Monthly Archives: October 2007

Viktor Orbán, László Tőkés, and Transylvania

I rarely touch on the Hungarian minorities in the neighboring countries because I don’t know enough about them. Yes, I read the Hungarian media, but that is not enough for an analysis of the Hungarian minority situation in Romania, Slovakia, Serbia, and Ukraine.

However, I feel compelled to say a few words about Transylvania. Hungarians represent about 7% of the Romanian population. In 1992 they numbered 1,624,959, and in 2002 1,431,807. Their birthrate is low and emigration to Hungary is high. Nonetheless, the Hungarian minority remains significant, with its own … Read the rest

Driving in Hungary

Today six Hungarian citizens lost their lives in highway accidents. Three in Austria and three in Hungary. A charter bus with forty-two young soccer fans was on its way home from Milan when around four o’clock in the morning the bus, apparently quite new and in good shape, went off the road and hit a guard rail. Three people are dead, and two were seriously injured: one broke his back and is paralyzed, and the other’s arm had to be amputated. Twenty-one others are injured but not seriously. Apparently, the … Read the rest

Modern political campaigns and databases

According to Hungarian law no party can inquire about a citizen’s political views and, an especially egregious offense, no one can amass a database. If for one reason or other one compiles a politically telltale list–any list–the data must be destroyed within a certain time. A few months.

There is the suspicion that the Fidesz has a database. The people who go from house to house, from apartment to apartment, write down names and make notations: friend or foe. People who lived in a dictatorship (however mild) don’t like this. … Read the rest

The state of the Hungarian liberal party (SZDSZ)

Let me be blunt: the SZDSZ is on life support, with their political "condition" somewhere between guarded and critical. According to the latest opinion poll (Tárki) only 1% of the electorate would vote for them.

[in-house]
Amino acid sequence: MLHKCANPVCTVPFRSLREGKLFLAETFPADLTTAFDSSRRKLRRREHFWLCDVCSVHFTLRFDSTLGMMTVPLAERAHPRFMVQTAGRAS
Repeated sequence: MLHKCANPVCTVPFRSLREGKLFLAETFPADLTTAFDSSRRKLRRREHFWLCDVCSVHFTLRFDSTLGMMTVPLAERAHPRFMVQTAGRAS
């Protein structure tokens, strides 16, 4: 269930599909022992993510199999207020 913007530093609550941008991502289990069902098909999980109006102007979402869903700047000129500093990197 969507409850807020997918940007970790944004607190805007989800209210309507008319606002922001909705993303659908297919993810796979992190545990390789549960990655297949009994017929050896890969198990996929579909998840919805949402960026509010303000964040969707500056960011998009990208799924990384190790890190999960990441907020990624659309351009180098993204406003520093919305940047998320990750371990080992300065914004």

Let’s review quickly the fortunes of the SZDSZ in the last seventeen years. In 1990 they received 23.8% of the votes. About 1 million people voted for the party.  Four years later the situation didn’t change dramatically: the number of votes cast remained about the same, but because of the fantastic showing of the MSZP … Read the rest

The Hungarian economic situation

Yesterday I said a little about the economic woes of the country; today I would like to give a few more details. I’m relying heavily on an article of Péter Róna that appeared in Népszava (October 26,2007). I mentioned that the problems began in 2001 when, because of the approaching elections, the Fidesz government decided to change course. Until then the government had followed a disciplined fiscal policy. But, in the hope of winning votes, they began to be irresponsibly generous. They doubled the minimum wage and gave out … Read the rest

The current Hungarian political situation and the Gyurcsány speech in Balatonőszöd

Today I think I should step back a bit in time and address the "infamous" speech Ferenc Gyurcsány made shortly after the election in the spring of 2006. This election ended with an MSZP-SZDSZ victory, a watershed in Hungary’s short democratic history. Previously, the electorate had never been satisfied with the work of the government in power; with great optimism it had always expected something "better" from an opposing party.

The fall of the MDF in 1994 was spectacular, and equally spectacular was the victory of the MSZP. The socialists … Read the rest

October 21-23: two men, two speeches; and political corruption in Hungary

By now, I have the text of both speeches. I saw Gyurcsány’s speech live on MTV and thought highly of it. Yesterday I tried to catch Orbán’s speech live, but HírTV was ailing. Since then HírTV’s internet service revived and I was able to watch the video. Anyone who knows the language and has half an hour can listen to it here: Two very different speeches, two very different politicians, two very different men. I must admit that I don’t consider a good speaker someone who for thirty … Read the rest